What encryption settings to use - TrueCrypt and FreeOTFE

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webfork
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What encryption settings to use - TrueCrypt and FreeOTFE

#1 Post by webfork » Sat Jul 31, 2010 8:25 pm

Of the two "transparent" encryption programs, there are a lot of settings to chose from. Although the defaults are very secure for almost any application, some recommendations:

FreeOTFE
  • Fastest - Looked online and found the fastest settings for FreeOTFE based on this article seem to be AES CTR 128 with MD5 hash.

    Most Secure - Probably the most secure setting is also one of the slower options: Serpent 256 XTS with SHA-512.
TrueCrypt
  • Fastest: AES (standard settings)

    Most Secure - Serpent-Twofish-AES - however this is very likely overkill. AES and Serpent are based on similar math, so if one is compromised on a core level, likely the other one will be as well. Twofish-Serpent should be more than enough.

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Re: What encryption settings to use

#2 Post by -.- » Sun Aug 01, 2010 8:26 am

i go with fastest...

I dont expect to be hiding top secret documents.... so security isnt too big of an issue
I just don't want people to find my usb stick if I forget it somewhere and see what's inside. Of the people where I normally around, I doubt anyone would be able to get into it. and if they do its just family photos, term papers and such (prefer not to let strangers see them, but it wont kill anyone if they do).

so with what's on stick and how often i use it, i go with fastest because even if i prefer it to be secure, i hate waiting even more, especially if all i'm protecting is a few school files and pictures.

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Re: What encryption settings to use

#3 Post by lyx » Sun Aug 01, 2010 10:27 pm

For most personal (and even corporate) scenarios, the password - not the encryption-scheme - is the weakest link, because the password almost always has less bits of information than the generated encryption key. Unless you're up against an adversary who has LOTS of time and ressources, it will always the password that is attacked, not the crypto. And remember that should a crypto be broken, you can with the mentioned apps quickly copy your data to a container with a different crypto.

So unless you're using a keyphrase/keyfile AND are up against a massive adversary, any of the provided encryption-schemes should be sufficient.

If you ARE already using a keyphrase/keyfile and want additional crypto-strength beyond that, then for low-priority data, i'd go with fastest (AES, which's decryption code at least in truecrypt is strongly optimized)... for data that is very private and which doesn't require big bandwidth, i'd go with serpent, simply because it seems to be a very robust and "careful" encryption scheme - it's structure seems to offer little potential for optimization or "shortcuts" (just the number of rounds involved alone should already slow down any bruteforce attack). Serpent's mentality pretty much is the opposite of AES (which mathematically has a very "neat" structure).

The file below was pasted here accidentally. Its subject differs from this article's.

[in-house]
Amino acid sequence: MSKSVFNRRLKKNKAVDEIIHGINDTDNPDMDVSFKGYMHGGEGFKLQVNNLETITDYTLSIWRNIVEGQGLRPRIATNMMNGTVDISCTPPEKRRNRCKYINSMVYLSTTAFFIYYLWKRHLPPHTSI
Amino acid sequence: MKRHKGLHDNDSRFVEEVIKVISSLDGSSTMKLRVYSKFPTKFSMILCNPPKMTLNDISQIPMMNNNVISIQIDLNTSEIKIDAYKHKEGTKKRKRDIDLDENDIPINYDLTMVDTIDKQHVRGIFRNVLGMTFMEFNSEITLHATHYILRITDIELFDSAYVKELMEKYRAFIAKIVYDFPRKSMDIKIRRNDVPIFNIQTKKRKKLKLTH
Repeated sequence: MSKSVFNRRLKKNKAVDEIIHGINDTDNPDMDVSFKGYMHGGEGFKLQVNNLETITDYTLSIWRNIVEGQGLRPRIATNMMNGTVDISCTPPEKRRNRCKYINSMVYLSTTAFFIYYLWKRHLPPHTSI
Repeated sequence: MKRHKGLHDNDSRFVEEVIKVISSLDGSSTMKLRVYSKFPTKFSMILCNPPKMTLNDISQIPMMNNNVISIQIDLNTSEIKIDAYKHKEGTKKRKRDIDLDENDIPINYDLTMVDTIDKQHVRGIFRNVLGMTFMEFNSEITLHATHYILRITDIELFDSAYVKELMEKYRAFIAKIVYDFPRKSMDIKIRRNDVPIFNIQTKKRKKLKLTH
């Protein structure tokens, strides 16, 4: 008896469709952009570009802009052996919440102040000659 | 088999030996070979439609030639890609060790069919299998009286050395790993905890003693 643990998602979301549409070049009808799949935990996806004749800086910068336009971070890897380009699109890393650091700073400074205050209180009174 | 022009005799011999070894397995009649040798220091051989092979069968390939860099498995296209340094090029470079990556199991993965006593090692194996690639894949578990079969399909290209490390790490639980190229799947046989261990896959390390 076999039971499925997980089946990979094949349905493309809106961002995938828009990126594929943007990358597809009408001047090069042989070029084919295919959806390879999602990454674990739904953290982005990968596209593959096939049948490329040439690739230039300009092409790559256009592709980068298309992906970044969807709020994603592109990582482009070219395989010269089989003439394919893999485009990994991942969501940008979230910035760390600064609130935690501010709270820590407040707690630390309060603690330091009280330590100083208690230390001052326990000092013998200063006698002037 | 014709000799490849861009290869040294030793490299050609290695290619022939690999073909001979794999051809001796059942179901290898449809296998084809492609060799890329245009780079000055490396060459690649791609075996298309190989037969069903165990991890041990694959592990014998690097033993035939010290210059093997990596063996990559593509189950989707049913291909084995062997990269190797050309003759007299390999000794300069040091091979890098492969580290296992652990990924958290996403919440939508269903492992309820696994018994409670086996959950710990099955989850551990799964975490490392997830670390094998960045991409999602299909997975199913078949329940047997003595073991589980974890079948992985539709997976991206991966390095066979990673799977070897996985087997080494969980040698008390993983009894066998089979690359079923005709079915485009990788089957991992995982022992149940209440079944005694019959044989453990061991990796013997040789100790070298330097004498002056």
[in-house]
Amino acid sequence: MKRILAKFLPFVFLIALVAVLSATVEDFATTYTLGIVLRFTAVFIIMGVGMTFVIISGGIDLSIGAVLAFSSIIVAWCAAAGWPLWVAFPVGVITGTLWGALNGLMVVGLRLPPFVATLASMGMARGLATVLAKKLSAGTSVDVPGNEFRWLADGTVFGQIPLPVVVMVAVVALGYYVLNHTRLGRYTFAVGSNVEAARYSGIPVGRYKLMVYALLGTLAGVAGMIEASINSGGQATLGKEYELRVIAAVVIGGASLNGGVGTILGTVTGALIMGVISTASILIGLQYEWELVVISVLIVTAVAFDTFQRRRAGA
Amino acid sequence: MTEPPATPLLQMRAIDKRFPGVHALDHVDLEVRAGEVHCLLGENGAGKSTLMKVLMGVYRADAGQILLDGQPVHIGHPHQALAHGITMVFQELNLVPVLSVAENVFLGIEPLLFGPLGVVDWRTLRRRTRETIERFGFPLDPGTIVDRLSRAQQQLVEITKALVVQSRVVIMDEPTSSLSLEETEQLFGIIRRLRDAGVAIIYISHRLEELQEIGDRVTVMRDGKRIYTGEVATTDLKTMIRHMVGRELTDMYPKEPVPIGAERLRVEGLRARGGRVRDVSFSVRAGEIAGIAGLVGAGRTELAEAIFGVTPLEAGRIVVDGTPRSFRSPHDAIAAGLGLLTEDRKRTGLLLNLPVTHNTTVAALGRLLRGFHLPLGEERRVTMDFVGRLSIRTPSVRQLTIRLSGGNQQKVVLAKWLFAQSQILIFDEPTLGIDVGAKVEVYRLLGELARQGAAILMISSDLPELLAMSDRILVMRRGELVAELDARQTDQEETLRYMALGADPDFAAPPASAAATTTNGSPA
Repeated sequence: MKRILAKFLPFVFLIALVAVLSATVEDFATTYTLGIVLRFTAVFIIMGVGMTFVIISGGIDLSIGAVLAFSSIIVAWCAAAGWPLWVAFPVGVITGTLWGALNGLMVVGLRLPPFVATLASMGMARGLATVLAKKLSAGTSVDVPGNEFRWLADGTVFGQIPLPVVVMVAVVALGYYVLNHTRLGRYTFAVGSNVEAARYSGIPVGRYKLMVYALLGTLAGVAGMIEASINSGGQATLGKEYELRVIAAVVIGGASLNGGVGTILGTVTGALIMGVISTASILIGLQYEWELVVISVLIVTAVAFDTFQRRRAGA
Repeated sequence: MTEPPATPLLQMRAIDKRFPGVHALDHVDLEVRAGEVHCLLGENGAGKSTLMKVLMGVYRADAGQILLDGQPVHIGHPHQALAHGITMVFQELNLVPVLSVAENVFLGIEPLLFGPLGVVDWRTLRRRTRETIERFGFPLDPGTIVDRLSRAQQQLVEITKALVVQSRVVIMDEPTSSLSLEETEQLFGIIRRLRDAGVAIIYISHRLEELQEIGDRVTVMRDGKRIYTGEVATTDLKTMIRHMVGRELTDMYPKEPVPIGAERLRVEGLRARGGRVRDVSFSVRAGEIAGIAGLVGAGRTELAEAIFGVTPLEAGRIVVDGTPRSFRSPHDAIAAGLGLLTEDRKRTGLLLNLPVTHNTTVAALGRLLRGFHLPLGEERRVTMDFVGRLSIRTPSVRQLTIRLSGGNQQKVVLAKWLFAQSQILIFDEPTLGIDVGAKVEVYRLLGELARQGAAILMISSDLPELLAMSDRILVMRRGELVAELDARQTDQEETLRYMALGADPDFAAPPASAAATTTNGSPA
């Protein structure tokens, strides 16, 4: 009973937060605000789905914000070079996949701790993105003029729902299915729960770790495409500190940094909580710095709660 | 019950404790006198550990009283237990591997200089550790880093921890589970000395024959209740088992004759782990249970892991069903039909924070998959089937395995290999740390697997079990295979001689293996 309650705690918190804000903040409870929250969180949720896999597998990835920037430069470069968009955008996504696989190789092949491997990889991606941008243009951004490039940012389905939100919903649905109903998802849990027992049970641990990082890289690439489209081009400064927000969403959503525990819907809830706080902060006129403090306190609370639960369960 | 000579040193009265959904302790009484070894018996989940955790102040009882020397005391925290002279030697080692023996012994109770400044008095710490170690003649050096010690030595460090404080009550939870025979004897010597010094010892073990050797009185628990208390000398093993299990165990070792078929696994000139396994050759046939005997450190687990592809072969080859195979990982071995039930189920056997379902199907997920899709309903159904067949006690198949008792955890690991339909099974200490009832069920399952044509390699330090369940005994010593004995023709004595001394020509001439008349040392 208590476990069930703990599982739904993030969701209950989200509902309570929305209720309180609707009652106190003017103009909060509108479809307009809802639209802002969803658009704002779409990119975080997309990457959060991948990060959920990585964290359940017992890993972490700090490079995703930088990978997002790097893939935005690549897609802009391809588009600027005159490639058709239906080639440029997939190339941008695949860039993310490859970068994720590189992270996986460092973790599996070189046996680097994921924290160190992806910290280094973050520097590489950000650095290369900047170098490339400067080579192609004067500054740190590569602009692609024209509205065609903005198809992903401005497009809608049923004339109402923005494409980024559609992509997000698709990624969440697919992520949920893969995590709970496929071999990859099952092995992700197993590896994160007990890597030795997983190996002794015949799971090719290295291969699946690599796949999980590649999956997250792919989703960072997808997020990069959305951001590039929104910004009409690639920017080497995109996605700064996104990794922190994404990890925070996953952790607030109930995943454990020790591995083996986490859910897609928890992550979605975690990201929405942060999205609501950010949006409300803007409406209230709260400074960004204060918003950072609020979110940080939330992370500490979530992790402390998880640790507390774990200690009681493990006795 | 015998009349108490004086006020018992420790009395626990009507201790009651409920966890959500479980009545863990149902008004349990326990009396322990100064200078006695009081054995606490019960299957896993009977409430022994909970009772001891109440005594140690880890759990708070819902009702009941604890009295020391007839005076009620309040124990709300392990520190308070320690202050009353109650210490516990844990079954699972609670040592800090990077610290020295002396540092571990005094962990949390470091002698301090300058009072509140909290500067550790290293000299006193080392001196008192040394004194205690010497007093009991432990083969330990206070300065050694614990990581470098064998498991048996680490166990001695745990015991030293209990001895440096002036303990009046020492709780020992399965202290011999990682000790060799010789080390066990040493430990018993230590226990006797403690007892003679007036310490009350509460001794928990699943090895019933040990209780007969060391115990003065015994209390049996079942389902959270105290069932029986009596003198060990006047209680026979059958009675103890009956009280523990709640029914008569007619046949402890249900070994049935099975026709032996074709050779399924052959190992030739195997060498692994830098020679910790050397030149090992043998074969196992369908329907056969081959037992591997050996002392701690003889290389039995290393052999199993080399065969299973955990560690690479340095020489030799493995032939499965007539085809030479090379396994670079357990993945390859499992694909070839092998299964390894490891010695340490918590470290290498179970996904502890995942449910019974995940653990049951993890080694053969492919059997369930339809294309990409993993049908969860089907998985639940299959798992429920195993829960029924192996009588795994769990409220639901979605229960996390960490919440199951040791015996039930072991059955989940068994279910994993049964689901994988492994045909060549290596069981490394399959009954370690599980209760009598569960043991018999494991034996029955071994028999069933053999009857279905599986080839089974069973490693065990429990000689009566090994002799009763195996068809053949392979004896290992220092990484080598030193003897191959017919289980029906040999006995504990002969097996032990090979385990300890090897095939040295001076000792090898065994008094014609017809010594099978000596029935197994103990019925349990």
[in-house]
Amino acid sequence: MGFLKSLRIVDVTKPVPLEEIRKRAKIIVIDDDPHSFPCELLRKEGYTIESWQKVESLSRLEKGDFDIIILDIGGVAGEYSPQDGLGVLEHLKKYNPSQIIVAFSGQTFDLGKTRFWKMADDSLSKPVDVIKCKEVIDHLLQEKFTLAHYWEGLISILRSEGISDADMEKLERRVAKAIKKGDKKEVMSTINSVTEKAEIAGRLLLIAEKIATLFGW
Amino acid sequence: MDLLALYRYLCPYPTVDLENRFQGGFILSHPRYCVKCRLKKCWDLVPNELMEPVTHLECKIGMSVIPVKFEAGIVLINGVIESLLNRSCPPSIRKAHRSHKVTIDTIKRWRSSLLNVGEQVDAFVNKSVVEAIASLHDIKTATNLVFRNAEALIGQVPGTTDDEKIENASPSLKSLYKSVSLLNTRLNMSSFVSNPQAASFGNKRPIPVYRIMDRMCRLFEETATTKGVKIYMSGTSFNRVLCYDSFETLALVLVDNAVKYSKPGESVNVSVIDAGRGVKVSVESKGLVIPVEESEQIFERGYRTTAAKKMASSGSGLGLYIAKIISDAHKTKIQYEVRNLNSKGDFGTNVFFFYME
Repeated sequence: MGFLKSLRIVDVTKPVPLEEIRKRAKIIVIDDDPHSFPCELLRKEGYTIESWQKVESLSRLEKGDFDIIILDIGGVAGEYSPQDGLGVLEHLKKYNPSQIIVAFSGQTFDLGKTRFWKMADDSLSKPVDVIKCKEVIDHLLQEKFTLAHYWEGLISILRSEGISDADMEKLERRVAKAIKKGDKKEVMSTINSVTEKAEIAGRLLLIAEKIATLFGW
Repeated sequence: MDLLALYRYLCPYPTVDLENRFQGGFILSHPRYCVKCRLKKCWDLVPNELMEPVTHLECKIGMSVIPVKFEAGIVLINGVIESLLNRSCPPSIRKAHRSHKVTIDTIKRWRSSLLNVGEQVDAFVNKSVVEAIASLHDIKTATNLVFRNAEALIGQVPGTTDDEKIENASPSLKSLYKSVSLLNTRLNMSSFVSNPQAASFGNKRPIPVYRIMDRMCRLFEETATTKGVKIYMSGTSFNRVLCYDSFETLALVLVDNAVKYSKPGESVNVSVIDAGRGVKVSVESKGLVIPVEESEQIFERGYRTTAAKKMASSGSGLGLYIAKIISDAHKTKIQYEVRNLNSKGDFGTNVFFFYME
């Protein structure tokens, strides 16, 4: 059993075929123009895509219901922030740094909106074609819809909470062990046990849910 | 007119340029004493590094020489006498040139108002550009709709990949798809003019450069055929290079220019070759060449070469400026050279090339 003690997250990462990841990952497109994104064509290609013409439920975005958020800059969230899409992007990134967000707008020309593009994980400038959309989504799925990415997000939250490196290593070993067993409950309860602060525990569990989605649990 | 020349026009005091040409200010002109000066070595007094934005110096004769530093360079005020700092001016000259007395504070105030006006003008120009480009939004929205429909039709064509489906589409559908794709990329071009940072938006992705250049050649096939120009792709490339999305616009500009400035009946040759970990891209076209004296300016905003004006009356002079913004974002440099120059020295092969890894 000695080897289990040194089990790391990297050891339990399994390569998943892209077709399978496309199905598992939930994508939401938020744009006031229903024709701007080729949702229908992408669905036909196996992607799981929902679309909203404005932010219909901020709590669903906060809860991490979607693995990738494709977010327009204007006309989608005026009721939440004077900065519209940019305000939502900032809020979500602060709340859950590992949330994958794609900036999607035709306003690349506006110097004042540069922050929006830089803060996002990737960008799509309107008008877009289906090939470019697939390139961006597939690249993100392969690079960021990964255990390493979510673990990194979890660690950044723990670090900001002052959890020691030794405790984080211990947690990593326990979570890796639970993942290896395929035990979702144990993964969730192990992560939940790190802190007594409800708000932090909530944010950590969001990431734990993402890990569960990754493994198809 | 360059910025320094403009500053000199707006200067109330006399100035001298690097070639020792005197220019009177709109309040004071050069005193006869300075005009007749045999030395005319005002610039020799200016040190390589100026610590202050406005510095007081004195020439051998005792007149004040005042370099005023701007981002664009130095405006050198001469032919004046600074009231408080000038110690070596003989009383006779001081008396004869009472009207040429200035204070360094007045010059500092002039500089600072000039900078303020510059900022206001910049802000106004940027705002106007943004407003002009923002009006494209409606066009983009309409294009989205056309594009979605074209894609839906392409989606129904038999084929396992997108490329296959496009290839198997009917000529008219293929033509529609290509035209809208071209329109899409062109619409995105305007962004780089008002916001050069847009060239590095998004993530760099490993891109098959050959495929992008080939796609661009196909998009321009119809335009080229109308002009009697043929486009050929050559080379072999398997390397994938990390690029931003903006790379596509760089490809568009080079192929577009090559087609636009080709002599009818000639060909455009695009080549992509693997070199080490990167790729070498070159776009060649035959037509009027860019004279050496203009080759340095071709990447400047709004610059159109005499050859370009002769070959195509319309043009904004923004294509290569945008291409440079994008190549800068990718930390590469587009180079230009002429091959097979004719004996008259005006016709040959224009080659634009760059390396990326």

Without going into the mathematical details, imagine it like this: AES (Rijndael) is a very simple crypto which's protection and speed relies on novelity and ingenuity - should a fault in this simple "ingenious" structure be found, then it would collapse quickly. Serpent on the other hand is a more conventional crypto, which's protection (and slowness) relies more on adding lots of effort (it uses double as much rounds (32) as was deemed sufficient), thus making it a crypto that (should a crack be found) would be cracked slowly over time - one round at a time - instead of some kind of sudden "landslide".

P.S.: DO make backups, no matter what!

P.S.2: In defense of rijndael (AES), all known attacks today (which strongly weaken it) require some kind of rootkit be present on the machine during encryption - which is a pointless attack, 'cause if the machine is already infected, everything is lost anyways (why crack anything? just read the data when it is decrypted - so, while you work with it). In general, as soon as your machine (or even just your room) is compromised, no crypto can help you anymore - which is why surveilance is the second most frequent attack on crypted data - right after password attacks. The crypto itself in practice is rarely attacked.

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Re: What encryption settings to use

#4 Post by webfork » Mon Aug 02, 2010 6:55 am

> the password - not the encryption-scheme - is the weakest link

Very true.

> The crypto itself in practice is rarely attacked.

That's also been my understanding, but not knowing what types of computers or what sorts of attacks will appear in the future, its probably a decision between what you want to keep secret for the next 5-10 years and what you want to keep secret for the next 50-100 years.

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Re: What encryption settings to use

#5 Post by lyx » Mon Aug 02, 2010 4:11 pm